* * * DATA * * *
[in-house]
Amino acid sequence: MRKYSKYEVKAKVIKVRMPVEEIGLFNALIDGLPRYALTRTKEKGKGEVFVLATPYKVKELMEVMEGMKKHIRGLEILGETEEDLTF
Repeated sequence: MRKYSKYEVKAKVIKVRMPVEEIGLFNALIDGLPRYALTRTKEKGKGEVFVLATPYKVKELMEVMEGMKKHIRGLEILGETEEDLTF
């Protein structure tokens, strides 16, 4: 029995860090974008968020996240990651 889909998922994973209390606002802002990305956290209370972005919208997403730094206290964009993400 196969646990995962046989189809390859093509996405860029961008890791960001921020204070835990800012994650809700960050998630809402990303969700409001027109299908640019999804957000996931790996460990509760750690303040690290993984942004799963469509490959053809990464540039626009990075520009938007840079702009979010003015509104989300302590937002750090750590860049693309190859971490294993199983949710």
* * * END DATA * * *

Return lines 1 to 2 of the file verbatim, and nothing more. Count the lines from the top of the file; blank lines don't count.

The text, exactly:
[in-house]
Amino acid sequence: MRKYSKYEVKAKVIKVRMPVEEIGLFNALIDGLPRYALTRTKEKGKGEVFVLATPYKVKELMEVMEGMKKHIRGLEILGETEEDLTF